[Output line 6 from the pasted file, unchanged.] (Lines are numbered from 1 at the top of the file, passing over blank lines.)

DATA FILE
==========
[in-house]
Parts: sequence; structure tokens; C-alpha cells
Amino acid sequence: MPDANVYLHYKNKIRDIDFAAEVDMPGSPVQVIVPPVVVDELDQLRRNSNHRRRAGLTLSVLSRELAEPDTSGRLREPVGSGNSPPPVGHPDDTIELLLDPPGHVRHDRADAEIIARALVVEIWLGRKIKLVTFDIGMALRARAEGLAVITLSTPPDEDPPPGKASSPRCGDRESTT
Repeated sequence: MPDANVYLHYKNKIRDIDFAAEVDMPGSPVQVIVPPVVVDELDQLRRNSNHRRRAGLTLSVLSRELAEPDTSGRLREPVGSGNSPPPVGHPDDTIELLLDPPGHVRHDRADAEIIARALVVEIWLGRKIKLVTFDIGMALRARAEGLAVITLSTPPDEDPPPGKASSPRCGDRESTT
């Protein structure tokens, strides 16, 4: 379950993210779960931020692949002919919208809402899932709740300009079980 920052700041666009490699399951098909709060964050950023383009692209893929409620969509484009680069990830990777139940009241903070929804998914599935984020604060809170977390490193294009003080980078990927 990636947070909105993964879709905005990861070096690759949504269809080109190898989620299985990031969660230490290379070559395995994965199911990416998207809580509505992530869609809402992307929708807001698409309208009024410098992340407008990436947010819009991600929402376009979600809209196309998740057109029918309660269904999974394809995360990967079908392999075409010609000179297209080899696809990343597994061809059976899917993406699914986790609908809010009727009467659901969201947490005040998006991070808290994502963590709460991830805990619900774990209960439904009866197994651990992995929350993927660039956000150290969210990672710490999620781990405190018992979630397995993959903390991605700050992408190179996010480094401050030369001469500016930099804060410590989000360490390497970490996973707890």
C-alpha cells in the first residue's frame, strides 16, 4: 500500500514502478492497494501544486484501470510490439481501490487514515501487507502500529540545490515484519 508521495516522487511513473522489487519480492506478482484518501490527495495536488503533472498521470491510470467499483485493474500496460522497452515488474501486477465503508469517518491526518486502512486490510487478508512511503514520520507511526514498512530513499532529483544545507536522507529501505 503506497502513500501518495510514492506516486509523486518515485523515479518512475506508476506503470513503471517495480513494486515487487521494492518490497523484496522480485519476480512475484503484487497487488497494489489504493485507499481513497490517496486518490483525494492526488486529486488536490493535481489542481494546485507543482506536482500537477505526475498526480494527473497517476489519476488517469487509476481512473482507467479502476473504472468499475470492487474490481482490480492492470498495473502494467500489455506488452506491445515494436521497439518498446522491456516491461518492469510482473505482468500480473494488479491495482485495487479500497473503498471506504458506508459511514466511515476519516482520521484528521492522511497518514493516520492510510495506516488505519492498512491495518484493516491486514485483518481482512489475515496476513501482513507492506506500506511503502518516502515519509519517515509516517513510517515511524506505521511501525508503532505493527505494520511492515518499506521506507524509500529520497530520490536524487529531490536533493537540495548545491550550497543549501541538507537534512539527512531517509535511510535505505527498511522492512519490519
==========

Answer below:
C-alpha cells in the first residue's frame, strides 16, 4: 500500500514502478492497494501544486484501470510490439481501490487514515501487507502500529540545490515484519 508521495516522487511513473522489487519480492506478482484518501490527495495536488503533472498521470491510470467499483485493474500496460522497452515488474501486477465503508469517518491526518486502512486490510487478508512511503514520520507511526514498512530513499532529483544545507536522507529501505 503506497502513500501518495510514492506516486509523486518515485523515479518512475506508476506503470513503471517495480513494486515487487521494492518490497523484496522480485519476480512475484503484487497487488497494489489504493485507499481513497490517496486518490483525494492526488486529486488536490493535481489542481494546485507543482506536482500537477505526475498526480494527473497517476489519476488517469487509476481512473482507467479502476473504472468499475470492487474490481482490480492492470498495473502494467500489455506488452506491445515494436521497439518498446522491456516491461518492469510482473505482468500480473494488479491495482485495487479500497473503498471506504458506508459511514466511515476519516482520521484528521492522511497518514493516520492510510495506516488505519492498512491495518484493516491486514485483518481482512489475515496476513501482513507492506506500506511503502518516502515519509519517515509516517513510517515511524506505521511501525508503532505493527505494520511492515518499506521506507524509500529520497530520490536524487529531490536533493537540495548545491550550497543549501541538507537534512539527512531517509535511510535505505527498511522492512519490519